Moral dilemma? I'll tell you about a moral dilemma that the City of Washington, DC is putting me through right this moment.Now that's a moral dilemma.
I make my basic living as a taxi driver. But during the day, when things are slow, I supplement my income by taking patients to get their dialysis treatments. The City pays as part of it's program to assist poor people get needed medical care.
So here's the dilemma I'm in. I need the extra money. The people need to get to the care centers. But the City hasn't paid me in five months! That's right... five months. It's not a billing discrepancy. Everyone agrees that I'm supposed to get the money. They just don't have the money to pay us.
So what am I to do? Stop picking up and delivering patients who need my service to get their medical help?
Problems like that haven't gone away. A recent Washington Post editorial exposed very similar circumstances: promises made, good intentions put into governmental programs, and no (or slow) actions or funding. Think Katrina.
Or think about all the other major problems that could be remedied with foresight and preventative investments which I like to think of as strategic investments [an investment now into remedying a social problem to save a larger amount at a later date. Think Head Start programs. In venture capital terminology, strategic investors are distinguished from venture capitalists and others who invest primarily with the aim of generating a large return on their investment.]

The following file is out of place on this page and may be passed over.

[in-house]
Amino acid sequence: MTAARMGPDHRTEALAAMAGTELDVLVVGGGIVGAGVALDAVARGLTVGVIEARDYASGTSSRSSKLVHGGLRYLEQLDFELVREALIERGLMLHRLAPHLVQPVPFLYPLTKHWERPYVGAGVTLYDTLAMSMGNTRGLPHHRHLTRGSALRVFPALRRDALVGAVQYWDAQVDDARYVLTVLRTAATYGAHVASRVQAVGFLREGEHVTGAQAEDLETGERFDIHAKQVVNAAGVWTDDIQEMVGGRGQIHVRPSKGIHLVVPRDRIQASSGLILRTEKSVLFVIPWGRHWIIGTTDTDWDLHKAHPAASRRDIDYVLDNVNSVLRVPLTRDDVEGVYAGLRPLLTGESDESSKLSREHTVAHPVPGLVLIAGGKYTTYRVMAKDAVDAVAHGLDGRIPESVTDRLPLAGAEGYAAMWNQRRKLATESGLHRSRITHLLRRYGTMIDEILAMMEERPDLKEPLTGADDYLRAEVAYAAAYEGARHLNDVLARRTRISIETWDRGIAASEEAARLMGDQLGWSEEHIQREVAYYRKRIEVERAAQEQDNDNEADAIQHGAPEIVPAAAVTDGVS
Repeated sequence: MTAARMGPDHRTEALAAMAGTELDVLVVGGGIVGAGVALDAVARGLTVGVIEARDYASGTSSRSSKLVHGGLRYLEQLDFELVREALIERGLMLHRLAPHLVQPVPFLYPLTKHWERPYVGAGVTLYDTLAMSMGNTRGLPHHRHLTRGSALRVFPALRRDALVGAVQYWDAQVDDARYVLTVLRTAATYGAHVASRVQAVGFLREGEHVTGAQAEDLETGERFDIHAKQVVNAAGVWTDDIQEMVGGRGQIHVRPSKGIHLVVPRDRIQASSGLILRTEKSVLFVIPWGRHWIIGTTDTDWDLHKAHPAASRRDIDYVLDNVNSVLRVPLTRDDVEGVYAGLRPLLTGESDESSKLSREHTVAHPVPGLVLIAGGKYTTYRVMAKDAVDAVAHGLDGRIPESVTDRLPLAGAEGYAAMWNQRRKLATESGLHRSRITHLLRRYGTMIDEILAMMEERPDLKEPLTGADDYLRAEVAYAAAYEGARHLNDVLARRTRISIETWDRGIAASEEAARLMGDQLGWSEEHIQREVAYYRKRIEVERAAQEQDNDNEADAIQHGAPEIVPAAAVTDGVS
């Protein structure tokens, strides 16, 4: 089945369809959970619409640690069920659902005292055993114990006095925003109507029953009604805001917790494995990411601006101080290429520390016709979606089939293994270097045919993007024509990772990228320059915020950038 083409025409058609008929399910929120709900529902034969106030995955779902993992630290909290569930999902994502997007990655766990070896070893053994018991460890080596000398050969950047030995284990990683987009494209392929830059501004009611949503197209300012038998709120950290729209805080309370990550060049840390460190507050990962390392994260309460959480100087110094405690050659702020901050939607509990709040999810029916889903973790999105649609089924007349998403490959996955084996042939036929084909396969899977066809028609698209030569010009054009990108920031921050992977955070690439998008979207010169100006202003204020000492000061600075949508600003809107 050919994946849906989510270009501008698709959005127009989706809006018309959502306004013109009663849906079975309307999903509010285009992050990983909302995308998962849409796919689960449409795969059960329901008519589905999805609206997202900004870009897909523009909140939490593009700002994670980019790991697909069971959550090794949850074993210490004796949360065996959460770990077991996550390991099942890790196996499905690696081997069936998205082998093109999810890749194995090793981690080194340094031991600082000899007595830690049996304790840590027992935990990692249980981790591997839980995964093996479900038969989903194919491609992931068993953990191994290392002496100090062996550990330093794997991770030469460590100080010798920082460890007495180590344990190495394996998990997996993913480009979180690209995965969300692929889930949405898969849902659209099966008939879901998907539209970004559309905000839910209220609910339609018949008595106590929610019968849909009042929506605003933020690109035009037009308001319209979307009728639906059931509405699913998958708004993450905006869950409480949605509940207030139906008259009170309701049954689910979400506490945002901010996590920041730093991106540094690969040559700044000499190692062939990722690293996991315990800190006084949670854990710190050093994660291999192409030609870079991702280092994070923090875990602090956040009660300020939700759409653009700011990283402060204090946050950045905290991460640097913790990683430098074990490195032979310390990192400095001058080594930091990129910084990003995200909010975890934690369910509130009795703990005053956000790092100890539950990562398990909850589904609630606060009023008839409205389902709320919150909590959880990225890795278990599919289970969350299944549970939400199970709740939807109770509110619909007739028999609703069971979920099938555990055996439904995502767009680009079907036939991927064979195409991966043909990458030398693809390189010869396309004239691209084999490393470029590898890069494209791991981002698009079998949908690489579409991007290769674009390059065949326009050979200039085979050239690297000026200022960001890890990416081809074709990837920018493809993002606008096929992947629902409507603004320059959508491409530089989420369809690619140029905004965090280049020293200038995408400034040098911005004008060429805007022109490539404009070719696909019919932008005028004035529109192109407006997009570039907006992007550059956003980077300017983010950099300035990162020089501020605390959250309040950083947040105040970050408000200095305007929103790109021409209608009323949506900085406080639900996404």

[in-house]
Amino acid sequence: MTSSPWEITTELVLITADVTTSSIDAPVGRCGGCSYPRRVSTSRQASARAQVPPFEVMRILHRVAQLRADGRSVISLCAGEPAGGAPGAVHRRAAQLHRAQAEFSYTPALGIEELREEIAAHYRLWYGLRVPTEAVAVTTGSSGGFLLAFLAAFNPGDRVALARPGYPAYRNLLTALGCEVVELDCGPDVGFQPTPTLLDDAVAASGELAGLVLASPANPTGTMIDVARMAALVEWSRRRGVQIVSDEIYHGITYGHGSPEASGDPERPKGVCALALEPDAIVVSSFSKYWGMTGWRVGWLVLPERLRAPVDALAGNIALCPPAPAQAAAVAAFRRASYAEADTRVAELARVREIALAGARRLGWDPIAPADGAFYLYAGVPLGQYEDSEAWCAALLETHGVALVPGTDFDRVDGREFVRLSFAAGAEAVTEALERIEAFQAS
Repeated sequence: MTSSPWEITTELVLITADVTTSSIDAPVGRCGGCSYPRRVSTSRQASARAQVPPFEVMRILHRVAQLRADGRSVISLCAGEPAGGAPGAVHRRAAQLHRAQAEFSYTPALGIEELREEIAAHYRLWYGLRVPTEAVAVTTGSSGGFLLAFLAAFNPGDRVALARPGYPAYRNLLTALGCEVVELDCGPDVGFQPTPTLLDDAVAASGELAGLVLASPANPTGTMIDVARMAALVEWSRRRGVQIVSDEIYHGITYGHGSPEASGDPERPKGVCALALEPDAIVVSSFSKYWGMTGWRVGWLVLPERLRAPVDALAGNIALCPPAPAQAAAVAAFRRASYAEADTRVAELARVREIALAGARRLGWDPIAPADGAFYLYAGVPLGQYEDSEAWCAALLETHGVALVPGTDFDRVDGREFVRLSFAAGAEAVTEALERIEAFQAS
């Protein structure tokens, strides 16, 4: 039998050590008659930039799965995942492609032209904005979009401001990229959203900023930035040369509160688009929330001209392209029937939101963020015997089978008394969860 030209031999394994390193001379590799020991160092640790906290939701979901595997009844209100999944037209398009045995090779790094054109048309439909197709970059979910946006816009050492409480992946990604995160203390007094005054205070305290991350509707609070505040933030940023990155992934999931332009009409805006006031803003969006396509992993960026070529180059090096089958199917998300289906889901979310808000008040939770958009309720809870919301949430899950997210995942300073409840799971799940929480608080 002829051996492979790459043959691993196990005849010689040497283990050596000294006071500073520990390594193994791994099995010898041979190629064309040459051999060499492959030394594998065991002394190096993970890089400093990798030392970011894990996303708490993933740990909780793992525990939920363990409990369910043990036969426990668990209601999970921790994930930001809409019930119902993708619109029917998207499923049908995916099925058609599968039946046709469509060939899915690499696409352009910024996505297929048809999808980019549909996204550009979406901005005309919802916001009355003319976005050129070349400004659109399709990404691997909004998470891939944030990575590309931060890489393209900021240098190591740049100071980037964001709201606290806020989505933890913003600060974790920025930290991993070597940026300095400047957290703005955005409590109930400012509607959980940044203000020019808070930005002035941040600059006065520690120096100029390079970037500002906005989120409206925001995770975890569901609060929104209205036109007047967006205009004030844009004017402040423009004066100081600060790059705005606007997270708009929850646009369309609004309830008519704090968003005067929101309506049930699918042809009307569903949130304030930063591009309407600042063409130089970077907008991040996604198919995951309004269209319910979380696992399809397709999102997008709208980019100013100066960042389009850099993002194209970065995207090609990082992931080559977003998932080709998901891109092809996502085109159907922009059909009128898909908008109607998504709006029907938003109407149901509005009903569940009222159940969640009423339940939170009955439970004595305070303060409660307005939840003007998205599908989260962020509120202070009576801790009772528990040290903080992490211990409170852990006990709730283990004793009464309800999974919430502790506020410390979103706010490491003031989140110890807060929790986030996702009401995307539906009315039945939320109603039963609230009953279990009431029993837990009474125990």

- Alzheimer's will shortly become our biggest and costliest killer. The medical costs for a patient are phenomenally high as they become more and more incapacitated. As baby boomers age and other diseases find cures, Alzheimer's is moving quickly up the ladder to the number one spot. The numbers and costs are against us and NIH knows this as does every major health organization -- yet funding for Alzheimer's research is still meager and disorganized. There's no reason why a strategic investment today won't reap cost-saving benefits in the future. Yet... it's not happening.
- Mental health is another serious concern. In Congress they're talking about "parity" which is a spin word to defuse the issue. [Disparity between full medical coverage versus limited mental health coverage (if any).] Yet today's military can't cope with their present load (as evidenced by recent articles about an APA Task Force studying the subject). Returning Vets from Iraq and Afghanistan's have mental health issues AND head injuries that are causing VA costs to skyrocket out of budget with future years even worse. As life becomes more complex and people live longer, mental health issues become more prevalent. Yet they are still treated primitively when it comes to insurance coverage. Limited treatments, if any, may alleviate pain temporarily, but don't provide life-changing help. Other than cost, there's no reason why a strategic investment here won't reap long-term benefits. Yet... it's not happening.
- Educational changes are also strategic investments. Educating doesn't just happen in schools. Think Surgeon General Koop's condom and anti-smoking messages. Complexity, ethnic diversity, religious tolerance, compassion, and developing an understanding that we're all the same AND in the same boat are teachable and could have significant cost savings (think no wars).
- Treating addictions as a mental health issue through early education and exposure to and emancipation from the underlying causes is another cost-saver.
We all know that government is innefficient. Ours is. But this is an area that they (we) are charged to provide. Let's get the new Congress and the next administration to do their job - particularly in the area of strategic investing.